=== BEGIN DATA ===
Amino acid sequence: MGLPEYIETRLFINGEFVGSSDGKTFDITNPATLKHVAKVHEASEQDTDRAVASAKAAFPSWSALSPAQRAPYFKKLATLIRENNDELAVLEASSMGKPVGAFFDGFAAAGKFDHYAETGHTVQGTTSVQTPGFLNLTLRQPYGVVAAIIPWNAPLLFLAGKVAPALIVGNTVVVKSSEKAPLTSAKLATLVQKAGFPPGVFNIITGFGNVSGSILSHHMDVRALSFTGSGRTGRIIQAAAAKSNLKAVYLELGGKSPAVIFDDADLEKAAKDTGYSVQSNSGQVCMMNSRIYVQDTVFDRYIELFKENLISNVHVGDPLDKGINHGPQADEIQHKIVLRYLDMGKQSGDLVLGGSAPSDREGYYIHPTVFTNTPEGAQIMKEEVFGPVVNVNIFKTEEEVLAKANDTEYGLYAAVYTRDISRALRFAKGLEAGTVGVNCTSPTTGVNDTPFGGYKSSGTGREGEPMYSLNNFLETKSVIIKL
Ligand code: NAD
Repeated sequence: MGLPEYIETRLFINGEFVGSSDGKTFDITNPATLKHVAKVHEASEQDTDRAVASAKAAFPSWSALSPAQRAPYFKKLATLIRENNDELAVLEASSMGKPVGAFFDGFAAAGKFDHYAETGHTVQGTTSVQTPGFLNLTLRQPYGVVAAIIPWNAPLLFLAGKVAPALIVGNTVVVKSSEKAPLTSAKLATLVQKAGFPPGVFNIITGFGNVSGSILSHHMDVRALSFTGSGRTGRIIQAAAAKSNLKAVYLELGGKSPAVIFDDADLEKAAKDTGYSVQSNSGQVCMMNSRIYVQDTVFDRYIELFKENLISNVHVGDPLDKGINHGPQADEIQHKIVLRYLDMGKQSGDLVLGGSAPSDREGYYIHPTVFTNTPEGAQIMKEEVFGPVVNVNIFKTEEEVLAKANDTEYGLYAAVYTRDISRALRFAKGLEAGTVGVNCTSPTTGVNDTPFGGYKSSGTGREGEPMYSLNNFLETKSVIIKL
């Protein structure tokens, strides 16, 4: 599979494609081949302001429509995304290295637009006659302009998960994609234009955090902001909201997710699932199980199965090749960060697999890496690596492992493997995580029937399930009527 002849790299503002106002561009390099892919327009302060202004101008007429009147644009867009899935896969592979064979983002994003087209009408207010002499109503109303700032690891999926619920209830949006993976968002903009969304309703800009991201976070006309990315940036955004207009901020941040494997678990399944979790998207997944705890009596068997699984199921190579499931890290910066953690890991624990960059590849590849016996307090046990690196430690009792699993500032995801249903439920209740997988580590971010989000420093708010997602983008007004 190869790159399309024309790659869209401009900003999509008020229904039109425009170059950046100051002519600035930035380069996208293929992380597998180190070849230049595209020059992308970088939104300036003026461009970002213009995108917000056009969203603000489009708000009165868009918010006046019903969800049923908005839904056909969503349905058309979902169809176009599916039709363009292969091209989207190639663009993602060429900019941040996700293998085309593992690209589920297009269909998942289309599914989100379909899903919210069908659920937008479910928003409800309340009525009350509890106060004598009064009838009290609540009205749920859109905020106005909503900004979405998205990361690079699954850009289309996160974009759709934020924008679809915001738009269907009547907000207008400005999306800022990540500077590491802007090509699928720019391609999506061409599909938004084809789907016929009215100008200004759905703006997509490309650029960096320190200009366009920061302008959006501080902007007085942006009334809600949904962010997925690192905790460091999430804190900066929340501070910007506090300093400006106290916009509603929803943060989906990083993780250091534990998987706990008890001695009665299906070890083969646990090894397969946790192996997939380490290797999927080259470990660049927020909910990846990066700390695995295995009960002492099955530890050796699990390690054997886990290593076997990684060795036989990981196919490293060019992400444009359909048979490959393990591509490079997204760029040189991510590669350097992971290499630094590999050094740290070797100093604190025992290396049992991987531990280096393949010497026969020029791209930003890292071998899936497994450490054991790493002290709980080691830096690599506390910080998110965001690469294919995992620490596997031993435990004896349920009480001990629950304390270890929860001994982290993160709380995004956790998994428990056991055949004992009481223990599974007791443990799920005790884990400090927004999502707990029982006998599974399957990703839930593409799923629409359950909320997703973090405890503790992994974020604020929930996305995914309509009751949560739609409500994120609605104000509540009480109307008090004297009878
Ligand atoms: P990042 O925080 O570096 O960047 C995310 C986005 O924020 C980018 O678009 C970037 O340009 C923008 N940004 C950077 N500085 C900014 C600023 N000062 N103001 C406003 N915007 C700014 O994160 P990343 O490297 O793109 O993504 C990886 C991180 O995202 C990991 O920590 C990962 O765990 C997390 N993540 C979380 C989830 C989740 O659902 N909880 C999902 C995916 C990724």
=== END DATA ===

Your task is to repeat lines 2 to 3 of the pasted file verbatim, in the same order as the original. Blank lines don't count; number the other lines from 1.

Ligand code: NAD
Repeated sequence: MGLPEYIETRLFINGEFVGSSDGKTFDITNPATLKHVAKVHEASEQDTDRAVASAKAAFPSWSALSPAQRAPYFKKLATLIRENNDELAVLEASSMGKPVGAFFDGFAAAGKFDHYAETGHTVQGTTSVQTPGFLNLTLRQPYGVVAAIIPWNAPLLFLAGKVAPALIVGNTVVVKSSEKAPLTSAKLATLVQKAGFPPGVFNIITGFGNVSGSILSHHMDVRALSFTGSGRTGRIIQAAAAKSNLKAVYLELGGKSPAVIFDDADLEKAAKDTGYSVQSNSGQVCMMNSRIYVQDTVFDRYIELFKENLISNVHVGDPLDKGINHGPQADEIQHKIVLRYLDMGKQSGDLVLGGSAPSDREGYYIHPTVFTNTPEGAQIMKEEVFGPVVNVNIFKTEEEVLAKANDTEYGLYAAVYTRDISRALRFAKGLEAGTVGVNCTSPTTGVNDTPFGGYKSSGTGREGEPMYSLNNFLETKSVIIKL